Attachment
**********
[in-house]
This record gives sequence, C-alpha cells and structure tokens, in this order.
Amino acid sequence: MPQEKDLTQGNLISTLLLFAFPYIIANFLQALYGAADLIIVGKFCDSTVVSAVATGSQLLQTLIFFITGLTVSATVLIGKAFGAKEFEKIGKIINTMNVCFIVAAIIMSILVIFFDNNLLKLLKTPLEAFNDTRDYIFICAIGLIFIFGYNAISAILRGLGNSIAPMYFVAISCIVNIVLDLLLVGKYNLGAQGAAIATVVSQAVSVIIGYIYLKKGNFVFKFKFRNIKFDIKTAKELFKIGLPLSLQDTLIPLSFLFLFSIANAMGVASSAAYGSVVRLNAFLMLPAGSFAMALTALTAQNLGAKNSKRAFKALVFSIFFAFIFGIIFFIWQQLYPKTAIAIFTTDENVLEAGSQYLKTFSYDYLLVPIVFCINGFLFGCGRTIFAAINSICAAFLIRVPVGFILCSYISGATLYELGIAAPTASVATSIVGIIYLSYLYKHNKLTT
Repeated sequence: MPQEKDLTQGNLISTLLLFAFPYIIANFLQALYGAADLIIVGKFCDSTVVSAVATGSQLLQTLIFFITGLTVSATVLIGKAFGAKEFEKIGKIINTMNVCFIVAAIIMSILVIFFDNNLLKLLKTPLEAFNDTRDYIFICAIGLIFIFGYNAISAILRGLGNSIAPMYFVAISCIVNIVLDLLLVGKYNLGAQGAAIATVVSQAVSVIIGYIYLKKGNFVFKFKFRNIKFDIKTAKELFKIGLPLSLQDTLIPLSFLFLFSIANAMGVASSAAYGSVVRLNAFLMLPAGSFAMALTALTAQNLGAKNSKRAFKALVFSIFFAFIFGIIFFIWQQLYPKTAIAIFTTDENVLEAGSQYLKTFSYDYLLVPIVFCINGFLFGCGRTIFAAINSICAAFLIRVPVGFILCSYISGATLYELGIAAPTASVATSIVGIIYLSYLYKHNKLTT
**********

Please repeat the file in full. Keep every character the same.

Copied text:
[in-house]
This record gives sequence, C-alpha cells and structure tokens, in this order.
Amino acid sequence: MPQEKDLTQGNLISTLLLFAFPYIIANFLQALYGAADLIIVGKFCDSTVVSAVATGSQLLQTLIFFITGLTVSATVLIGKAFGAKEFEKIGKIINTMNVCFIVAAIIMSILVIFFDNNLLKLLKTPLEAFNDTRDYIFICAIGLIFIFGYNAISAILRGLGNSIAPMYFVAISCIVNIVLDLLLVGKYNLGAQGAAIATVVSQAVSVIIGYIYLKKGNFVFKFKFRNIKFDIKTAKELFKIGLPLSLQDTLIPLSFLFLFSIANAMGVASSAAYGSVVRLNAFLMLPAGSFAMALTALTAQNLGAKNSKRAFKALVFSIFFAFIFGIIFFIWQQLYPKTAIAIFTTDENVLEAGSQYLKTFSYDYLLVPIVFCINGFLFGCGRTIFAAINSICAAFLIRVPVGFILCSYISGATLYELGIAAPTASVATSIVGIIYLSYLYKHNKLTT
Repeated sequence: MPQEKDLTQGNLISTLLLFAFPYIIANFLQALYGAADLIIVGKFCDSTVVSAVATGSQLLQTLIFFITGLTVSATVLIGKAFGAKEFEKIGKIINTMNVCFIVAAIIMSILVIFFDNNLLKLLKTPLEAFNDTRDYIFICAIGLIFIFGYNAISAILRGLGNSIAPMYFVAISCIVNIVLDLLLVGKYNLGAQGAAIATVVSQAVSVIIGYIYLKKGNFVFKFKFRNIKFDIKTAKELFKIGLPLSLQDTLIPLSFLFLFSIANAMGVASSAAYGSVVRLNAFLMLPAGSFAMALTALTAQNLGAKNSKRAFKALVFSIFFAFIFGIIFFIWQQLYPKTAIAIFTTDENVLEAGSQYLKTFSYDYLLVPIVFCINGFLFGCGRTIFAAINSICAAFLIRVPVGFILCSYISGATLYELGIAAPTASVATSIVGIIYLSYLYKHNKLTT